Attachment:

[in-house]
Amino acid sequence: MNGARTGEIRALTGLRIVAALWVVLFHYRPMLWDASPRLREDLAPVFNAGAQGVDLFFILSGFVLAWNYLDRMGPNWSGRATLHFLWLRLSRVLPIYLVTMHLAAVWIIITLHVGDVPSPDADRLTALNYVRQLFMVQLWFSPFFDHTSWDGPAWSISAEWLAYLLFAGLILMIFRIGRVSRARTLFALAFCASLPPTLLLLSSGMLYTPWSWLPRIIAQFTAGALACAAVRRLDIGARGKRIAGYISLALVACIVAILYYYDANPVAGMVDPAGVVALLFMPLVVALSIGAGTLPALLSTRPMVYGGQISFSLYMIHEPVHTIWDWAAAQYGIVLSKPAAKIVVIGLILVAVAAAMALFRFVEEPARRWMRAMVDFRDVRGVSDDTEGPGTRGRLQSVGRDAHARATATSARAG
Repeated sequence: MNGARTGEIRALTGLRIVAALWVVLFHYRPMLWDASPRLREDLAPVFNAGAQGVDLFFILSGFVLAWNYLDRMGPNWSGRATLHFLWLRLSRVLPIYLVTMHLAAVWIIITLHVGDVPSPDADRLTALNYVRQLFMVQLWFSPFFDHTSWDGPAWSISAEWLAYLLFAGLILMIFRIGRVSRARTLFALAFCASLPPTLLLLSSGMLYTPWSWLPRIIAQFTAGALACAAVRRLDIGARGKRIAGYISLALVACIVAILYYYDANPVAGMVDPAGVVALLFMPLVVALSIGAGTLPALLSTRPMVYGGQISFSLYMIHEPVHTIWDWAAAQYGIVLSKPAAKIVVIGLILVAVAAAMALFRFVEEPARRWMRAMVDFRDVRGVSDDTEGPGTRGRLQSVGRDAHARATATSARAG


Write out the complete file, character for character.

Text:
[in-house]
Amino acid sequence: MNGARTGEIRALTGLRIVAALWVVLFHYRPMLWDASPRLREDLAPVFNAGAQGVDLFFILSGFVLAWNYLDRMGPNWSGRATLHFLWLRLSRVLPIYLVTMHLAAVWIIITLHVGDVPSPDADRLTALNYVRQLFMVQLWFSPFFDHTSWDGPAWSISAEWLAYLLFAGLILMIFRIGRVSRARTLFALAFCASLPPTLLLLSSGMLYTPWSWLPRIIAQFTAGALACAAVRRLDIGARGKRIAGYISLALVACIVAILYYYDANPVAGMVDPAGVVALLFMPLVVALSIGAGTLPALLSTRPMVYGGQISFSLYMIHEPVHTIWDWAAAQYGIVLSKPAAKIVVIGLILVAVAAAMALFRFVEEPARRWMRAMVDFRDVRGVSDDTEGPGTRGRLQSVGRDAHARATATSARAG
Repeated sequence: MNGARTGEIRALTGLRIVAALWVVLFHYRPMLWDASPRLREDLAPVFNAGAQGVDLFFILSGFVLAWNYLDRMGPNWSGRATLHFLWLRLSRVLPIYLVTMHLAAVWIIITLHVGDVPSPDADRLTALNYVRQLFMVQLWFSPFFDHTSWDGPAWSISAEWLAYLLFAGLILMIFRIGRVSRARTLFALAFCASLPPTLLLLSSGMLYTPWSWLPRIIAQFTAGALACAAVRRLDIGARGKRIAGYISLALVACIVAILYYYDANPVAGMVDPAGVVALLFMPLVVALSIGAGTLPALLSTRPMVYGGQISFSLYMIHEPVHTIWDWAAAQYGIVLSKPAAKIVVIGLILVAVAAAMALFRFVEEPARRWMRAMVDFRDVRGVSDDTEGPGTRGRLQSVGRDAHARATATSARAG